In Kieron Gillen's Darth Vader, Volume 1, there's a Star Wars character I'd not heard of before named Aphra who at one point says, "I'm happy my blood's doodling in the margins of a story worth telling" and therein lies my whole problem with this book. It's all the margins.
Set between A New Hope (i.e., episode 4) and The Empire Strikes Back (i.e., episode 5), the whole thing feels unnecessary. I'm never thrilled when yet another movie comes out set during one of the World Wars— haven't we heard all of the interesting stories by now?— so you can imagine how I'd feel about an unnecessary side story from a fictional war.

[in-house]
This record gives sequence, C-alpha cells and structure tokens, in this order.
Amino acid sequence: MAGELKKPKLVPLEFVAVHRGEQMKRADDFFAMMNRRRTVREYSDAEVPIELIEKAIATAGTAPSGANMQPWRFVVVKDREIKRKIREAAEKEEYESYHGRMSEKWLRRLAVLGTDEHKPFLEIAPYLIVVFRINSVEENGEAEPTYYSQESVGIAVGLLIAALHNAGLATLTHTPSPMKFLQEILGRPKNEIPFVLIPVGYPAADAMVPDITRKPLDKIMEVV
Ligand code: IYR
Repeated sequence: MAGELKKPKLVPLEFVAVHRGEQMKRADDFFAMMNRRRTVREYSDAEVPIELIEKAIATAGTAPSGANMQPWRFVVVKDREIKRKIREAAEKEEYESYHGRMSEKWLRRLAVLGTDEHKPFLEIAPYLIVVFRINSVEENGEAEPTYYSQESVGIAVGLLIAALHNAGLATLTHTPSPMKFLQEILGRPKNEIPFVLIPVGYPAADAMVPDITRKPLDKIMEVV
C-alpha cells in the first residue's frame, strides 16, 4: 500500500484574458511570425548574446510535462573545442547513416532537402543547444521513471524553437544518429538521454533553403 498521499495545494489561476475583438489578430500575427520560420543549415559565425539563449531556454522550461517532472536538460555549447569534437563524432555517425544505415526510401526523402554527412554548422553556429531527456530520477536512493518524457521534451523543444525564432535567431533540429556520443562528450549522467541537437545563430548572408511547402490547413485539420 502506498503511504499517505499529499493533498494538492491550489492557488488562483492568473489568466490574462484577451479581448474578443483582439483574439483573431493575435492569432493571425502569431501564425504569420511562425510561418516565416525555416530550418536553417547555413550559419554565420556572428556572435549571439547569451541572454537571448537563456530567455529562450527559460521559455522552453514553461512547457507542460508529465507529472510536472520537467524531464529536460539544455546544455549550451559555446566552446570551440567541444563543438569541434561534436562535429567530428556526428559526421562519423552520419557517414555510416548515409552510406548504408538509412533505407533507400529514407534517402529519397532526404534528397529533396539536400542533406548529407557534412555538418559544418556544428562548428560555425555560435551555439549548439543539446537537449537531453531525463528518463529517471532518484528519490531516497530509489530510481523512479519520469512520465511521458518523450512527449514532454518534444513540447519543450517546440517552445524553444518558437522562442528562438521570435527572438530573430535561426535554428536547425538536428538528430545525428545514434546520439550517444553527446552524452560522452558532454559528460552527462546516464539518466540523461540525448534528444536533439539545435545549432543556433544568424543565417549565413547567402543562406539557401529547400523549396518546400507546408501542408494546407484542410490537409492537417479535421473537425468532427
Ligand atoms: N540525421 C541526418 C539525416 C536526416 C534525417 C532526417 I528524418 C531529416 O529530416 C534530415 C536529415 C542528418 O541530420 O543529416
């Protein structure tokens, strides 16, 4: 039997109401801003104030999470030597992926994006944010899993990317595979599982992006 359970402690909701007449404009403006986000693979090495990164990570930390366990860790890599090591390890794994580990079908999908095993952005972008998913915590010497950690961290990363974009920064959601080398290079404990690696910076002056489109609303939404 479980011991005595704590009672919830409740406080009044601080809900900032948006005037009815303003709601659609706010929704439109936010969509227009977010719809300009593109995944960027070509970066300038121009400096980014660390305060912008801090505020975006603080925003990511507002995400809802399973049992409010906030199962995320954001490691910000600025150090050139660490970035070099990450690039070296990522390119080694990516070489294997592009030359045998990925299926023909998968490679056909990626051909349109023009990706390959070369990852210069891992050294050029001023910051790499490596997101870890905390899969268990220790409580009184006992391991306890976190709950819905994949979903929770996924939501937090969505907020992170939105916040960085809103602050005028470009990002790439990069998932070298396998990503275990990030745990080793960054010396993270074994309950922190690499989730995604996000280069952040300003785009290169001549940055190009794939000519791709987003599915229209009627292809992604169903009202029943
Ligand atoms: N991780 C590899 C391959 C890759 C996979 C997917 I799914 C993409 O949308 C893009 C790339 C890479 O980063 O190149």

Of course, sometimes I'm still surprised, and someone will tell an interesting and new story. Even in the Star Wars mythos, I'll admit that my son and I enjoyed the Clone Wars TV series, which was set between Attack of the Clones (episode 2) and Revenge of the Sith (episode 3). So what I'm saying is, if the story telling is good enough, I can come around.
I didn't come around for Darth Vader, Volume 1. I'm left basically underwhelmed. It felt like just a way to squeeze out more Vader. I get he was a kick-ass villain and a money maker, but the character died and it's time to move on.
But, I'll concede some good points. For a guy who spends his entire time in a mask, they manage to get some emotion out of Vader— through his body language, through flashbacks, through words
— and I'll give credit for that. I'm not a fan of Larroca's art (especially his tendency to draw characters look straight into the "camera"), but Delgado's colours are great: dark, but shiny, just like Vader himself.